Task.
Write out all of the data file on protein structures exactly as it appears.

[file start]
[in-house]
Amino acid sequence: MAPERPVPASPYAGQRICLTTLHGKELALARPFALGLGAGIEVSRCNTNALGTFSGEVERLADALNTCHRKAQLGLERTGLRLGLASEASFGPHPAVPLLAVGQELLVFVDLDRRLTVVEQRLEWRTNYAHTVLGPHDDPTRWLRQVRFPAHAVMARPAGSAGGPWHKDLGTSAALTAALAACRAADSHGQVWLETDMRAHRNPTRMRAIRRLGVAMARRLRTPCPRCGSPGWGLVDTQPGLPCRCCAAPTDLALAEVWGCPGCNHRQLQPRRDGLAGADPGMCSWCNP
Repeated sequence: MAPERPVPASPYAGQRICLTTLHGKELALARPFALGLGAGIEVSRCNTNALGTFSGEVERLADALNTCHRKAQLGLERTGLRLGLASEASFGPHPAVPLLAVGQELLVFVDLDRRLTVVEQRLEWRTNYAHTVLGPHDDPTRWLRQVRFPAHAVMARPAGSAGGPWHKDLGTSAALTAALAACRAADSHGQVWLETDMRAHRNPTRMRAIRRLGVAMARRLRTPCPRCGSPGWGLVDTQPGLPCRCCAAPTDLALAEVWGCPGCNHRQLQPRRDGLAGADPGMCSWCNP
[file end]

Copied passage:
[in-house]
Amino acid sequence: MAPERPVPASPYAGQRICLTTLHGKELALARPFALGLGAGIEVSRCNTNALGTFSGEVERLADALNTCHRKAQLGLERTGLRLGLASEASFGPHPAVPLLAVGQELLVFVDLDRRLTVVEQRLEWRTNYAHTVLGPHDDPTRWLRQVRFPAHAVMARPAGSAGGPWHKDLGTSAALTAALAACRAADSHGQVWLETDMRAHRNPTRMRAIRRLGVAMARRLRTPCPRCGSPGWGLVDTQPGLPCRCCAAPTDLALAEVWGCPGCNHRQLQPRRDGLAGADPGMCSWCNP
Repeated sequence: MAPERPVPASPYAGQRICLTTLHGKELALARPFALGLGAGIEVSRCNTNALGTFSGEVERLADALNTCHRKAQLGLERTGLRLGLASEASFGPHPAVPLLAVGQELLVFVDLDRRLTVVEQRLEWRTNYAHTVLGPHDDPTRWLRQVRFPAHAVMARPAGSAGGPWHKDLGTSAALTAALAACRAADSHGQVWLETDMRAHRNPTRMRAIRRLGVAMARRLRTPCPRCGSPGWGLVDTQPGLPCRCCAAPTDLALAEVWGCPGCNHRQLQPRRDGLAGADPGMCSWCNP